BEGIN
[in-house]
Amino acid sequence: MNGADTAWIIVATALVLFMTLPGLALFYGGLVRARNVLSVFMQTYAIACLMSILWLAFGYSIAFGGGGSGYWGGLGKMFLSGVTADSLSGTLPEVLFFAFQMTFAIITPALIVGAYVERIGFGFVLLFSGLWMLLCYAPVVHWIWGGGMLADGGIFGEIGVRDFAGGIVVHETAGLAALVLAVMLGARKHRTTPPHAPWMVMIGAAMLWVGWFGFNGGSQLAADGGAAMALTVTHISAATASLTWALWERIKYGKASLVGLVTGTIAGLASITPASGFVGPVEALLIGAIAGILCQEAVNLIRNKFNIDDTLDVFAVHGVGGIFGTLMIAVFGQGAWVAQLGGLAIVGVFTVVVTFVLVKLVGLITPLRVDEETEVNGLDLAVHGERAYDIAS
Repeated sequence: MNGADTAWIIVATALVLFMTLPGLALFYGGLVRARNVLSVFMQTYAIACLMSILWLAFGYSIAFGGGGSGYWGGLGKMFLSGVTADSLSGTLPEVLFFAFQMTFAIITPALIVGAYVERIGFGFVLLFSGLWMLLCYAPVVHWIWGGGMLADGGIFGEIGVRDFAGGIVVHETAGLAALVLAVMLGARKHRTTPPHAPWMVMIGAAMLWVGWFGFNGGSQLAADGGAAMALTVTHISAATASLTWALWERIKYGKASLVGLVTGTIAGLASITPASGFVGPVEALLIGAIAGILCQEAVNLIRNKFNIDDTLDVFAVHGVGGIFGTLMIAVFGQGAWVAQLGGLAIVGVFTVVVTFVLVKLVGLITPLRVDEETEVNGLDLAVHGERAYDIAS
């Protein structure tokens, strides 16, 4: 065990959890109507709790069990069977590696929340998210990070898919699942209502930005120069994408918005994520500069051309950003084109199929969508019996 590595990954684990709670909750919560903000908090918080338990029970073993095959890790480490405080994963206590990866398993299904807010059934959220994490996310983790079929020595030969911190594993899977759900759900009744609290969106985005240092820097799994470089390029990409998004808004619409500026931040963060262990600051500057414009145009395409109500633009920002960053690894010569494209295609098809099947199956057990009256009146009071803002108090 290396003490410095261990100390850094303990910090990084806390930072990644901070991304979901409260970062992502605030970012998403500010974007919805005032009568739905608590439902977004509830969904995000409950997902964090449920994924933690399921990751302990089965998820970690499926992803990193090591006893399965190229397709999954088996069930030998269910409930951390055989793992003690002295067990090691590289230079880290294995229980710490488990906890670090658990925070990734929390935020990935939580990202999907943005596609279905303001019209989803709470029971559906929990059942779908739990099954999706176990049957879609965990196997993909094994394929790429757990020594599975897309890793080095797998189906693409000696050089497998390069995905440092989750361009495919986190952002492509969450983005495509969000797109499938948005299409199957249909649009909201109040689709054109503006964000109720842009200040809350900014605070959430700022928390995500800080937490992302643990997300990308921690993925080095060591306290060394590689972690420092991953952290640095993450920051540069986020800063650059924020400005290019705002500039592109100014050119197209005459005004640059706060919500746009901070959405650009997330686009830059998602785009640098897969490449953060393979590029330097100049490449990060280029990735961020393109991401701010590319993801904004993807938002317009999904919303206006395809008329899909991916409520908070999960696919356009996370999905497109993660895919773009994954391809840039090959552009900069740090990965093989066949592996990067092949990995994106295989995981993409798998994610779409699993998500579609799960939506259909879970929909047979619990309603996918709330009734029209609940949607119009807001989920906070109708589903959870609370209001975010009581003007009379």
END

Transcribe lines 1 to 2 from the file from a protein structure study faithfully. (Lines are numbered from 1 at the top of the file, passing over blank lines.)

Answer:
[in-house]
Amino acid sequence: MNGADTAWIIVATALVLFMTLPGLALFYGGLVRARNVLSVFMQTYAIACLMSILWLAFGYSIAFGGGGSGYWGGLGKMFLSGVTADSLSGTLPEVLFFAFQMTFAIITPALIVGAYVERIGFGFVLLFSGLWMLLCYAPVVHWIWGGGMLADGGIFGEIGVRDFAGGIVVHETAGLAALVLAVMLGARKHRTTPPHAPWMVMIGAAMLWVGWFGFNGGSQLAADGGAAMALTVTHISAATASLTWALWERIKYGKASLVGLVTGTIAGLASITPASGFVGPVEALLIGAIAGILCQEAVNLIRNKFNIDDTLDVFAVHGVGGIFGTLMIAVFGQGAWVAQLGGLAIVGVFTVVVTFVLVKLVGLITPLRVDEETEVNGLDLAVHGERAYDIAS